What would be unique about the in-stadium betting experience in New York—and would differentiate it from New Jersey—is that those sports venues that qualify (MSG, Yankee Stadium and Barclays Center) would be permitted to have self-service betting terminals or kiosks, where patrons would be able to place wagers, similar to how wagering takes places in English soccer stadiums. That would certainly change the game-day experience at those venues, and potentially make them operational even on non-game days.
No In-Stadium Betting Until 2021
However, don't expect to see betting kiosks at Yankee Stadium or Madison Square Garden anytime soon. The bill amendment provides that in-stadium betting may not occur until at least 20 months after the effective date of the law, which would probably delay things until early 2021.
If this language sticks, New York would become the third U.S. market—after Illinois and the District of Columbia—to allow professional sports facilities to have on-site sports betting. This amendment also comes just several days after the Illinois Legislature approved legislation that would grant sports wagering licenses to "sports facilities" (such as Wrigley Field, the United Center and Soldier Field). So the Illinois legislation might have been the impetus for the latest bill amendment in New York State.
Assemblyman Gary Pretlow Delivers On His Cardozo Promise
Although the new bill language surfaced only yesterday, its genesis traces back to public comments made by New York Assemblyman Gary Pretlow at a sports law conference held at Cardozo Law School in early March. I was the moderator of a panel called "The Future of Sports Betting in New York," which conveniently included both Assemblyman Pretlow—who is the chair of the New York Assembly Committee on Racing and Wagering—and Senator Addabbo.
During the panel discussion, I specifically asked Assemblyman Pretlow about the prospect of in-stadium betting, and he told the audience that he would soon be amending his bill to "open it up to have affiliates such as Madison Square Garden." Ironically, Senator Addabbo, who introduced the in-stadium amendment yesterday, was less optimistic about that possibility, preferring a more "methodical" approach that would add new venues incrementally over time.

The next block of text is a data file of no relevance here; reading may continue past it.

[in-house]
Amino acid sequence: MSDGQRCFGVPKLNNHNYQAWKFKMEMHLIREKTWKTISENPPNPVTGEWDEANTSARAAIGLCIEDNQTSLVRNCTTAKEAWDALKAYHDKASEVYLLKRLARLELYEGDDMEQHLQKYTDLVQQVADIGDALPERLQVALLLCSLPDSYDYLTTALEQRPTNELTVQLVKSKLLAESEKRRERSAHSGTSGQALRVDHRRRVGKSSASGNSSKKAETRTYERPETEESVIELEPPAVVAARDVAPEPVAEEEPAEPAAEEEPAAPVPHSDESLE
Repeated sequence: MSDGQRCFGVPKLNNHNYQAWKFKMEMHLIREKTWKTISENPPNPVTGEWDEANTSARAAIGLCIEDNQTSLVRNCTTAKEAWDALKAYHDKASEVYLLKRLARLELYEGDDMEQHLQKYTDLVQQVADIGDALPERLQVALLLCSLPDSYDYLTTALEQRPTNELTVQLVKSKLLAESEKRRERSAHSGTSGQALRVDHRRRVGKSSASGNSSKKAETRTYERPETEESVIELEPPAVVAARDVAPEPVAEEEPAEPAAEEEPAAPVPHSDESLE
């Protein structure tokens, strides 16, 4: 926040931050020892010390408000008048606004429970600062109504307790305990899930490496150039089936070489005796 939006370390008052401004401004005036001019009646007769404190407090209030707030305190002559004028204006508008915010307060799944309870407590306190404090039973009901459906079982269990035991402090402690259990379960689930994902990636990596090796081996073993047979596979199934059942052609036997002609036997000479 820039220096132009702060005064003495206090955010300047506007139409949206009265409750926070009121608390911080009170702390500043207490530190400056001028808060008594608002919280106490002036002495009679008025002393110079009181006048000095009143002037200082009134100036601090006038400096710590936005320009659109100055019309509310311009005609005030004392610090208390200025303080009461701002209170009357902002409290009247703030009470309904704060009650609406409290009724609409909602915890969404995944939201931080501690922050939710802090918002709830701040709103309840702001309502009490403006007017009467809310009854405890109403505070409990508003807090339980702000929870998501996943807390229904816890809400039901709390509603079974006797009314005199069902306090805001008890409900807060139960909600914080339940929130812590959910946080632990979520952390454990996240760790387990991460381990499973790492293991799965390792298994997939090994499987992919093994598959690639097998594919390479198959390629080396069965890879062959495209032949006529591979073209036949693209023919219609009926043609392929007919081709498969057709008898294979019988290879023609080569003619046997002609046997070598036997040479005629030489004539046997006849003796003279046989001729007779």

When their respective sports betting bills were amended following the Cardozo conference and did not include a provision for in-stadium betting, it would have been logical to assume that the focus—for the time being—was on adding mobile wagering (no sure thing) and that stadium-based betting would be addressed in future years. But something must have changed between then and now to expedite the timeline and trajectory for in-stadium betting—and we may have Illinois lawmakers to thank for that. (Note: Assemblyman Pretlow filed an identical amendment earlier today.)
The Deadline Is Soon Approaching
The obvious excitement over the scope of this amendment—horse racetracks, OTBs and sports venues are now in—is tempered by the fact that only 13 days remain in the New York legislative session and the amended bills still have to clear additional committees before a floor vote can take place. But as Illinois lawmakers amply demonstrated last weekend—and, indeed, as New York lawmakers showed in June 2016 when they legalized fantasy sports slightly past the deadline—a lot of heavy lifting can be done in a short period of time, even in just a few days.
The key here will be whether Governor Andrew Cuomo signals any support for the proposed legislation. In a recent radio interview, Governor Cuomo suggested that it might be "possible" to pass a mobile sports betting law this session but counseled lawmakers to "get the priorities done because these priorities are not easy". New York lawmakers appear to have heeded the governor's message, and are giving it their best shot. We will soon learn whether their best shot is a buzzer-beater.
This article was originally published in Forbes.com on June 6, 2019.